Power management functions have their own dedicated Netlink commands. Calling these commands causes the respective GPIO for the expansion connector power switch to be toggled. When the expanion connector is power-cycled, the module also resets the FPGA and reloads its firmware, allowing for a complete reset of the expansion subsystem without having to power cycle the CPU.

Above: a snippet of a trace captured by the scope when probing a full-speed USB data line.

xobs also wrote a wonderful demo program in Qt for the oscilloscope, and through this we were able to do some preliminary performance characterization. The rise-time performance of the probe is everything I had hoped for, and the very long capture buffer provided by the FPGA’s DDR3 memory enables a new dimension of deep signal analysis. This, backed with Novena’s horsepower, tight integration with Linux and a hackable architecture makes for a compelling – and portable – signal analysis solution for field work.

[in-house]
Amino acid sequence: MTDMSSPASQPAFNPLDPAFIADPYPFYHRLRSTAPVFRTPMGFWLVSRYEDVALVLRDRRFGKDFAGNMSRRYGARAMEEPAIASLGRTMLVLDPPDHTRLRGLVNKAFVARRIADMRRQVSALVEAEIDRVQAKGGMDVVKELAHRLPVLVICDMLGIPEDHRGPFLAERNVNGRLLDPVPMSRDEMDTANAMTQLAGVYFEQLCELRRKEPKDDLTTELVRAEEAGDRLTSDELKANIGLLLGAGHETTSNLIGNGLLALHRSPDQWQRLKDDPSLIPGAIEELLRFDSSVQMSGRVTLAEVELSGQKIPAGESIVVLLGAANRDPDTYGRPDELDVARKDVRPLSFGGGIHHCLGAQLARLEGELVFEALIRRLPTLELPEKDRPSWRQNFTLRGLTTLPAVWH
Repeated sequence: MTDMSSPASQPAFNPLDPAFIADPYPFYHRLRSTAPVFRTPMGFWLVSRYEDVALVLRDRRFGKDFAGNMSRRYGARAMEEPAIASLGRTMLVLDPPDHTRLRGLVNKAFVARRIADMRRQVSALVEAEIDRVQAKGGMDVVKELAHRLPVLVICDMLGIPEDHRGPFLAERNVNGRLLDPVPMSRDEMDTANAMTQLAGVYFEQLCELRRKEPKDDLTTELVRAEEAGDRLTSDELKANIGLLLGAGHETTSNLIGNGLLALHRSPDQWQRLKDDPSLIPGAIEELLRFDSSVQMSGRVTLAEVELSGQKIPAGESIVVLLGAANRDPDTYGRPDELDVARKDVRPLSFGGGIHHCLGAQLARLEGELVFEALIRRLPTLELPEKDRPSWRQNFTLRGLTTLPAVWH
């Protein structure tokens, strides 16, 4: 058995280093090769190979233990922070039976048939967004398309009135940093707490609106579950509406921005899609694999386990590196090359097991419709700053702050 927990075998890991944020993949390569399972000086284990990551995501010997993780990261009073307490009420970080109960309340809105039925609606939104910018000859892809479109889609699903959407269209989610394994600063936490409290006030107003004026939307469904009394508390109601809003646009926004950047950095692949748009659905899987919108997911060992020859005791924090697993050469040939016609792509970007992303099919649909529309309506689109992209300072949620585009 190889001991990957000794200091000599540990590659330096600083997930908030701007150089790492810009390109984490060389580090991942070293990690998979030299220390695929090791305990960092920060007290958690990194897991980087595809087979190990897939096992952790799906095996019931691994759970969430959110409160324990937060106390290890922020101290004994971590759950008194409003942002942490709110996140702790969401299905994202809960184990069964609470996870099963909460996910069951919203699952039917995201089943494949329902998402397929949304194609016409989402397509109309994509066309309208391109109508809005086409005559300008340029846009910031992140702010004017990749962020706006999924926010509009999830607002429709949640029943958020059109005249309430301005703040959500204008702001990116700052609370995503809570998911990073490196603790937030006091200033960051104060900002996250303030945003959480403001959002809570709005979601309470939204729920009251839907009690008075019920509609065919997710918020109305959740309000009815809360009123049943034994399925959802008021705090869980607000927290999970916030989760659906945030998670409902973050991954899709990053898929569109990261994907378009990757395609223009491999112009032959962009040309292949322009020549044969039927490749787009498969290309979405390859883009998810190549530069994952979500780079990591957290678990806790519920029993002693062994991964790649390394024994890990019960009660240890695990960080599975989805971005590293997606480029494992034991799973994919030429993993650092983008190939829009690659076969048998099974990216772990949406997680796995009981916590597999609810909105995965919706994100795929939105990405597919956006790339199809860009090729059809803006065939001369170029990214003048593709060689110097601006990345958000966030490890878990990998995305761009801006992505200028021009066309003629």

If the prospect of a a hackable oscilloscope excites you as much as it does us, please consider backing our crowdfunding campaign for Novena and spreading the word to your friends; there’s only a few days left. Developing complex hardware and software systems isn’t cheap, and your support will enable us to focus on bringing more products like this to market.

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28 Responses to “An Oscilloscope Module for Novena”

  1. Amazing work.